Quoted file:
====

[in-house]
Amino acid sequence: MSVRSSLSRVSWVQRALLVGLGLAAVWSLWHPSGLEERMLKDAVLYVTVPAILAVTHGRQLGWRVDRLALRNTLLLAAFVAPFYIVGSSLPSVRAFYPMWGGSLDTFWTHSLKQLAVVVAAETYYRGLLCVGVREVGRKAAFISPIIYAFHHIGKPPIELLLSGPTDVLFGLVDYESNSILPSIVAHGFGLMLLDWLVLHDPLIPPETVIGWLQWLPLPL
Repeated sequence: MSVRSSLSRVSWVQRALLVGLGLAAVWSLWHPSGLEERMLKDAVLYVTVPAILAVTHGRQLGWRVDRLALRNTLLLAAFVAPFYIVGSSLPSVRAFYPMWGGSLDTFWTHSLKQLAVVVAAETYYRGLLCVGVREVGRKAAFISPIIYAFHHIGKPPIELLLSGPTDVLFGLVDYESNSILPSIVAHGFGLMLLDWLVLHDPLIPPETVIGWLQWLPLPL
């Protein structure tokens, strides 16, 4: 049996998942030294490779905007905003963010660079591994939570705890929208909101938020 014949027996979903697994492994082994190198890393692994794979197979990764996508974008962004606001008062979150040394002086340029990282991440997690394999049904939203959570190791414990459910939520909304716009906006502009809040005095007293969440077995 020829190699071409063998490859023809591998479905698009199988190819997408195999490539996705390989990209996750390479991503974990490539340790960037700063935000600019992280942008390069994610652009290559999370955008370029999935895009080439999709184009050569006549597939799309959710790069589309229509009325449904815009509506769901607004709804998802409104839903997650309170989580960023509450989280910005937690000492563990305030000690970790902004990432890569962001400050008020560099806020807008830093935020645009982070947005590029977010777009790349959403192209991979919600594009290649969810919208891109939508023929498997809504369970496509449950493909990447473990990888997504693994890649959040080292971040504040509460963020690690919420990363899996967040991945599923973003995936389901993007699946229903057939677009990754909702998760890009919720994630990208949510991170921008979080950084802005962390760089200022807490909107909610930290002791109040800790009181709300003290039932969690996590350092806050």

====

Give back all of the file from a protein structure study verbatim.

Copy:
[in-house]
Amino acid sequence: MSVRSSLSRVSWVQRALLVGLGLAAVWSLWHPSGLEERMLKDAVLYVTVPAILAVTHGRQLGWRVDRLALRNTLLLAAFVAPFYIVGSSLPSVRAFYPMWGGSLDTFWTHSLKQLAVVVAAETYYRGLLCVGVREVGRKAAFISPIIYAFHHIGKPPIELLLSGPTDVLFGLVDYESNSILPSIVAHGFGLMLLDWLVLHDPLIPPETVIGWLQWLPLPL
Repeated sequence: MSVRSSLSRVSWVQRALLVGLGLAAVWSLWHPSGLEERMLKDAVLYVTVPAILAVTHGRQLGWRVDRLALRNTLLLAAFVAPFYIVGSSLPSVRAFYPMWGGSLDTFWTHSLKQLAVVVAAETYYRGLLCVGVREVGRKAAFISPIIYAFHHIGKPPIELLLSGPTDVLFGLVDYESNSILPSIVAHGFGLMLLDWLVLHDPLIPPETVIGWLQWLPLPL
């Protein structure tokens, strides 16, 4: 049996998942030294490779905007905003963010660079591994939570705890929208909101938020 014949027996979903697994492994082994190198890393692994794979197979990764996508974008962004606001008062979150040394002086340029990282991440997690394999049904939203959570190791414990459910939520909304716009906006502009809040005095007293969440077995 020829190699071409063998490859023809591998479905698009199988190819997408195999490539996705390989990209996750390479991503974990490539340790960037700063935000600019992280942008390069994610652009290559999370955008370029999935895009080439999709184009050569006549597939799309959710790069589309229509009325449904815009509506769901607004709804998802409104839903997650309170989580960023509450989280910005937690000492563990305030000690970790902004990432890569962001400050008020560099806020807008830093935020645009982070947005590029977010777009790349959403192209991979919600594009290649969810919208891109939508023929498997809504369970496509449950493909990447473990990888997504693994890649959040080292971040504040509460963020690690919420990363899996967040991945599923973003995936389901993007699946229903057939677009990754909702998760890009919720994630990208949510991170921008979080950084802005962390760089200022807490909107909610930290002791109040800790009181709300003290039932969690996590350092806050």